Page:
dissident activity there," wrote Kristol. "This should
remind us that one of President Bush's top priorities in his second
term will have to be dealing with this wretch[ed] regime,"
he went on, citing Eberstadt's strategy as "useful guidance
for an improved North Korean policy."
article, which criticized Korea policy in Bush's first term for
being both "reactive" and "paralysed by infighting,"
proceeds from the explicit assumption that efforts to persuade North
Korea to give up its nuclear program which U.S. intelligence
believes may already include as many as eight nuclear weapons
are almost certainly futile.
exceedingly unlikely to talk or to bribe the current
North Korean government out of its nuclear quest," according
to Eberstadt in an implicit rejection of the basic goal of the Six-Party
wrote, the nuclear crisis and the North Korean government are essentially
one and the same: "Unless and until we have a better class
of dictator running North Korea, we will be faced with an ongoing
and indeed growing North Korean crisis."
the desired "regime change," Eberstadt called first for
a purge of State Department officials who argued for engaging Pyongyang
during Bush's first term.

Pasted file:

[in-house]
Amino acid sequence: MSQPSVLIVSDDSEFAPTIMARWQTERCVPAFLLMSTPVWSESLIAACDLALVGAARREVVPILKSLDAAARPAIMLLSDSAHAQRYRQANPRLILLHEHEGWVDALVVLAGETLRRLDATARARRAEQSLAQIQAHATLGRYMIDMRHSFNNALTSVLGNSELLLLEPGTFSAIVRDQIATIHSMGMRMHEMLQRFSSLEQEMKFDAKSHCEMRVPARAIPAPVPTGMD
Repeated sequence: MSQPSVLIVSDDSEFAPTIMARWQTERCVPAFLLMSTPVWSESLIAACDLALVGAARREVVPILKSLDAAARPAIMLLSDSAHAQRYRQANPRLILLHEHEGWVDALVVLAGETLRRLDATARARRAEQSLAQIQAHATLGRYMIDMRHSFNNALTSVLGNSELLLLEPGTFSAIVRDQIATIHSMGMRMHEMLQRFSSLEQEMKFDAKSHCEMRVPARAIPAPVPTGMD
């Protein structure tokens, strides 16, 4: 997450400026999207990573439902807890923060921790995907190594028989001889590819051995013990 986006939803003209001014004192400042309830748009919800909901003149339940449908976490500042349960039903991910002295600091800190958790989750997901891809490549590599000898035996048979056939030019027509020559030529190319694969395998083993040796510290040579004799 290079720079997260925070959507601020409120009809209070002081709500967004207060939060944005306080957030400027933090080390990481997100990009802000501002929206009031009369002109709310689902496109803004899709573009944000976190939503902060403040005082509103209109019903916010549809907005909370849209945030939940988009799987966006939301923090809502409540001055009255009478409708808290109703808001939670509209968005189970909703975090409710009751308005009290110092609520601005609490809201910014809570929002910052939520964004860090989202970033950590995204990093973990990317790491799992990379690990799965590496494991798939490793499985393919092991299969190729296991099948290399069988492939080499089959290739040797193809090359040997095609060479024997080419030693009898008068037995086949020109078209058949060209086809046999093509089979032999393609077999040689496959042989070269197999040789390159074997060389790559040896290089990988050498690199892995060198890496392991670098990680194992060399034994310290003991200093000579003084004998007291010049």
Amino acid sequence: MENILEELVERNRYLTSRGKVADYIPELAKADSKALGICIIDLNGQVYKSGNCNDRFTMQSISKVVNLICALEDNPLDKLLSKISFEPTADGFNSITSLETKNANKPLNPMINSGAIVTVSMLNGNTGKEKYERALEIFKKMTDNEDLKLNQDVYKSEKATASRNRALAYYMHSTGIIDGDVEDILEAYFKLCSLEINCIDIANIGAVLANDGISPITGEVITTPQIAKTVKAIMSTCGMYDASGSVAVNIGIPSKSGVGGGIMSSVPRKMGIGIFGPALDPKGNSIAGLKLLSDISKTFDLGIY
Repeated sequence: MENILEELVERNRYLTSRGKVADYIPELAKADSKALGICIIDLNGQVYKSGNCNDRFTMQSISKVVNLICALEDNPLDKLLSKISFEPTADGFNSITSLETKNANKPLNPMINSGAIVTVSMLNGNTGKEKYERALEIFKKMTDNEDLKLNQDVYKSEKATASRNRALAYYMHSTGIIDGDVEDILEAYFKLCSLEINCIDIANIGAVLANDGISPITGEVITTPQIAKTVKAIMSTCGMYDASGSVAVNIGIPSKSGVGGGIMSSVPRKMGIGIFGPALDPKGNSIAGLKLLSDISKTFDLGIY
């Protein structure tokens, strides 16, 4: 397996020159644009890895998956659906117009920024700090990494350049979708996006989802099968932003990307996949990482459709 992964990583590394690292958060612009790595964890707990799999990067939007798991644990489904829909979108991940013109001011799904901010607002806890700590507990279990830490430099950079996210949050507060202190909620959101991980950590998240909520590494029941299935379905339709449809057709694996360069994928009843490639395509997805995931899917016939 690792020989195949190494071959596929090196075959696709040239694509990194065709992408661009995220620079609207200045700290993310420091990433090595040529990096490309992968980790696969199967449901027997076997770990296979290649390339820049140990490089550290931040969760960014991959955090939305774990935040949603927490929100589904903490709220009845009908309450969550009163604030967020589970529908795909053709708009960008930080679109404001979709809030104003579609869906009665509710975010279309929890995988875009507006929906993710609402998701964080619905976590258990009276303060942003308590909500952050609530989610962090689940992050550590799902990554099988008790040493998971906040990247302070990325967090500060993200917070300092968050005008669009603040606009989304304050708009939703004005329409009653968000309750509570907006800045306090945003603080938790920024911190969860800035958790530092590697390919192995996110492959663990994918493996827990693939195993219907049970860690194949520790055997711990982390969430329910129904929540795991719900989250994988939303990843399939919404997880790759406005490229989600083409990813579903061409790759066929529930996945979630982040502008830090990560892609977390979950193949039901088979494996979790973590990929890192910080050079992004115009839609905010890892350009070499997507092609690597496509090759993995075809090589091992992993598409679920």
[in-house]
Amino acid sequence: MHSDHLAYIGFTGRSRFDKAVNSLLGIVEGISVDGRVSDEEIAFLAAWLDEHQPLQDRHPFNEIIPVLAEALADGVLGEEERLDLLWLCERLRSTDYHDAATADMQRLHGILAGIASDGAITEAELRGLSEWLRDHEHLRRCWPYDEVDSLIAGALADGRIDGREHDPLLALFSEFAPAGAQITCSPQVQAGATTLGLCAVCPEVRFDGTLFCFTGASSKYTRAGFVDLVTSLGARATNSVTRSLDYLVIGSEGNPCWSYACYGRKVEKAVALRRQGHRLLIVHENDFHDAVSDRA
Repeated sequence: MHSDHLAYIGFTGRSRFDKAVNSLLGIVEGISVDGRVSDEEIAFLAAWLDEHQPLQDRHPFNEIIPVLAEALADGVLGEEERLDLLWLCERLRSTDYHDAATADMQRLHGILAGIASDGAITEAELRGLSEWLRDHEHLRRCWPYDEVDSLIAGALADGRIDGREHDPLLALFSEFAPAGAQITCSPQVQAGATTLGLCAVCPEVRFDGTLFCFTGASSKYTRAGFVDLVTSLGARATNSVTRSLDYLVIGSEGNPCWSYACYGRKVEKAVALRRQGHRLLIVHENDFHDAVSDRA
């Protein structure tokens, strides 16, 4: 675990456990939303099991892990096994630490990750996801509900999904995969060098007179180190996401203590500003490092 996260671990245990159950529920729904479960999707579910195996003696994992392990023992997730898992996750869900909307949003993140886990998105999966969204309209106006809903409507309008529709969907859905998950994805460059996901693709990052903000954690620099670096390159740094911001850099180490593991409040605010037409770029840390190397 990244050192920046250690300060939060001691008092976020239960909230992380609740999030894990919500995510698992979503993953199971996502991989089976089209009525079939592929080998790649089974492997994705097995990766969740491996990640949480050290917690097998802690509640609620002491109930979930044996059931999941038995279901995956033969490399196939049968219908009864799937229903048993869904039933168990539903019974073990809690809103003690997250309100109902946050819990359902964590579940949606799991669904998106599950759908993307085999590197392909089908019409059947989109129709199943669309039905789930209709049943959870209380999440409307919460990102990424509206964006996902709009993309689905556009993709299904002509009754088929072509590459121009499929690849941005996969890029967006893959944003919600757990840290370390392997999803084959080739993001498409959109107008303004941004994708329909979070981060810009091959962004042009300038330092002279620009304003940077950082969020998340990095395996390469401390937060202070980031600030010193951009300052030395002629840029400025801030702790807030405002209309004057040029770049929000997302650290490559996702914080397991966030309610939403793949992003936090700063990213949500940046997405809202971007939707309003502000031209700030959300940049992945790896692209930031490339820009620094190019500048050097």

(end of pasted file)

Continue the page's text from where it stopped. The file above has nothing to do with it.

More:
according to Eberstadt, should also increase "China's 'ownership'
of the North Korean problem" by making clear to Beijing that
it "will bear high costs if the current de-nuclearization diplomacy
At the same
time, U.S. officials must recognize that South Korea has, under
Kim and the "implacably anti-American and reflexively pro-appeasement"
core of his government, become a "runaway ally"
"a country bordering a state committed to its destruction,
and yet governed increasingly in accordance with graduate-school
'peace studies' desiderata."
of appeasing South Korea's appeasers (as our policy to date has
attempted to do, albeit clumsily)," according to Eberstadt,
"America should be speaking over their heads directly to the
Korean people, building and nurturing the coalitions in South Korean
domestic politics that will ultimately bring a prodigal ally back
into the fold," he argued.
should also ready "the non-diplomatic instruments for North
Korean threat reduction," Eberstadt wrote, arguing that preparing
for the deliberate use of such options presumably an economic
embargo or even military strikes "will actually increase
the probability of a diplomatic success."
the LDP's Abe, Eberstadt called for planning for a "post-Communist
Korean peninsula" with other interested parties, "to maximize
the opportunities and minimize the risks in that delicate and potentially
strategy, according to a number of analysts, largely echoes the
views of Undersecretary of State for Arms Control and International
Security John Bolton, a former AEI vice president who is openly
campaigning to become deputy secretary of state under Condoleezza
the administration's most extreme hard-liner, has strong support
in Cheney's office and other right-wing strongholds, including The
Weekly Standard and on the editorial page of the Wall Street
Saturday, right-wing Tokyo Governor Shintaro Ishihara, who claims
to be on friendly terms with Bolton, told Fuji Television that Bolton
wants to impose economic sanctions against North Korea, which, in
the U.S. official's view, would lead to Kim's ouster "within
Lobe is Inter Press Service's correspondent in Washington, DC.
© 2004 Inter Press Service